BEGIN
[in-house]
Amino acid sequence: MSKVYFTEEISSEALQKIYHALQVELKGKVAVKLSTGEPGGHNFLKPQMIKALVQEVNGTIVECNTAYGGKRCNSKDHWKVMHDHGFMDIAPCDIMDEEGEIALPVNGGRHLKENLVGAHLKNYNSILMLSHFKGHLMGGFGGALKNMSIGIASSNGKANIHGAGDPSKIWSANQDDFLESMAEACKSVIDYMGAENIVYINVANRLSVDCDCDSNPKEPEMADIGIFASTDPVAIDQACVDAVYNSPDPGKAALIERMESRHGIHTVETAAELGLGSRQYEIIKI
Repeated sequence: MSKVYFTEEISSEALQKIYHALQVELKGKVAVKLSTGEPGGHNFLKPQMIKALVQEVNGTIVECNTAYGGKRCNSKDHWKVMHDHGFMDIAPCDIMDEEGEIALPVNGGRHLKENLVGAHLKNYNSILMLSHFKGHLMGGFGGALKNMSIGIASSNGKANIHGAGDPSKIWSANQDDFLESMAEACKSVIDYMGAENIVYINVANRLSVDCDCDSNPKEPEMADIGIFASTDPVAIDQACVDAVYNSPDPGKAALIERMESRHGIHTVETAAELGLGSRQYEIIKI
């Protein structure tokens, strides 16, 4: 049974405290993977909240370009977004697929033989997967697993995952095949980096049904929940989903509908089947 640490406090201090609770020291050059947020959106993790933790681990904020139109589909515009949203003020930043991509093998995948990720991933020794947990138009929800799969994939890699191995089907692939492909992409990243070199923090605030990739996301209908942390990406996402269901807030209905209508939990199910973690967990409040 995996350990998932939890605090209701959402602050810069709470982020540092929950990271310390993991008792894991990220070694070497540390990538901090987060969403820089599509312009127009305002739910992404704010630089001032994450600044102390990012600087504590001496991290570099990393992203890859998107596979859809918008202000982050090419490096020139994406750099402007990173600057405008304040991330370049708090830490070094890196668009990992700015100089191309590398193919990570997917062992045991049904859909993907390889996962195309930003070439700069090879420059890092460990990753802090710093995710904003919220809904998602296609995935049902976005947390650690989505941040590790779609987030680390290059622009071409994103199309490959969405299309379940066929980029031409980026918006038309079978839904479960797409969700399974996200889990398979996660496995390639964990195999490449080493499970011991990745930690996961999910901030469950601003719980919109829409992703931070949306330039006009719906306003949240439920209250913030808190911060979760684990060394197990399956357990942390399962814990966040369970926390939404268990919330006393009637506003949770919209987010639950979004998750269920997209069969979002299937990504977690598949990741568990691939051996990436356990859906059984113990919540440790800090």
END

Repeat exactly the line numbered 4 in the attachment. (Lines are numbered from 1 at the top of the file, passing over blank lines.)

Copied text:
């Protein structure tokens, strides 16, 4: 049974405290993977909240370009977004697929033989997967697993995952095949980096049904929940989903509908089947 640490406090201090609770020291050059947020959106993790933790681990904020139109589909515009949203003020930043991509093998995948990720991933020794947990138009929800799969994939890699191995089907692939492909992409990243070199923090605030990739996301209908942390990406996402269901807030209905209508939990199910973690967990409040 995996350990998932939890605090209701959402602050810069709470982020540092929950990271310390993991008792894991990220070694070497540390990538901090987060969403820089599509312009127009305002739910992404704010630089001032994450600044102390990012600087504590001496991290570099990393992203890859998107596979859809918008202000982050090419490096020139994406750099402007990173600057405008304040991330370049708090830490070094890196668009990992700015100089191309590398193919990570997917062992045991049904859909993907390889996962195309930003070439700069090879420059890092460990990753802090710093995710904003919220809904998602296609995935049902976005947390650690989505941040590790779609987030680390290059622009071409994103199309490959969405299309379940066929980029031409980026918006038309079978839904479960797409969700399974996200889990398979996660496995390639964990195999490449080493499970011991990745930690996961999910901030469950601003719980919109829409992703931070949306330039006009719906306003949240439920209250913030808190911060979760684990060394197990399956357990942390399962814990966040369970926390939404268990919330006393009637506003949770919209987010639950979004998750269920997209069969979002299937990504977690598949990741568990691939051996990436356990859906059984113990919540440790800090």